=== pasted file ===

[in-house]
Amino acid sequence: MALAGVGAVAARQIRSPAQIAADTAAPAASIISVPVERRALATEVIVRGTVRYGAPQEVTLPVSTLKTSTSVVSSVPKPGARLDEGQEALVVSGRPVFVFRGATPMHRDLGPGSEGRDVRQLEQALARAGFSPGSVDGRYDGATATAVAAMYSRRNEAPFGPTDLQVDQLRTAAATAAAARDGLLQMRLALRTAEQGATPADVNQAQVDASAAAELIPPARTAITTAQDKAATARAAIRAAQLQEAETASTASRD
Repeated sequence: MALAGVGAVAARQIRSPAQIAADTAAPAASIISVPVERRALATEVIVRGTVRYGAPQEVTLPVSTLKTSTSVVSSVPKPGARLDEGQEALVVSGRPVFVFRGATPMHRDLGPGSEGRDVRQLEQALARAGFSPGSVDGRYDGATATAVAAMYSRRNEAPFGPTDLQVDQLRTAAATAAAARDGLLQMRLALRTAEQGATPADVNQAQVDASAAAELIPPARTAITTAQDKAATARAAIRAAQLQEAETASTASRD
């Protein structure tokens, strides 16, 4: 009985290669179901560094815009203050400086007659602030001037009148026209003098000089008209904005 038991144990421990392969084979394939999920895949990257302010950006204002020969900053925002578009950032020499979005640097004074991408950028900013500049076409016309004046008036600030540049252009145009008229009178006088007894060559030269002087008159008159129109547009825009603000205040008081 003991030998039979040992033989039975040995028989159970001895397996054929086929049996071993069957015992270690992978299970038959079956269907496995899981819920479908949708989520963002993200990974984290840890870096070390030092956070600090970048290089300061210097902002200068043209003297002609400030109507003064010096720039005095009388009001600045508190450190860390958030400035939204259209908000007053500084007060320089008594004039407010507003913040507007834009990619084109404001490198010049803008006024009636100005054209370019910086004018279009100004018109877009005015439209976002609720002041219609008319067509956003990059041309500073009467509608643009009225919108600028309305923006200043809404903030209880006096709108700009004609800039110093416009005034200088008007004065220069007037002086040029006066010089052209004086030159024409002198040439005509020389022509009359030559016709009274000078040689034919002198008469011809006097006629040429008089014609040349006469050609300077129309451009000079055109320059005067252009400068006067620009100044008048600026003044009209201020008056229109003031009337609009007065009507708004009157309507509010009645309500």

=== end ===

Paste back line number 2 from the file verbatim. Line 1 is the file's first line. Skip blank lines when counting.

Amino acid sequence: MALAGVGAVAARQIRSPAQIAADTAAPAASIISVPVERRALATEVIVRGTVRYGAPQEVTLPVSTLKTSTSVVSSVPKPGARLDEGQEALVVSGRPVFVFRGATPMHRDLGPGSEGRDVRQLEQALARAGFSPGSVDGRYDGATATAVAAMYSRRNEAPFGPTDLQVDQLRTAAATAAAARDGLLQMRLALRTAEQGATPADVNQAQVDASAAAELIPPARTAITTAQDKAATARAAIRAAQLQEAETASTASRD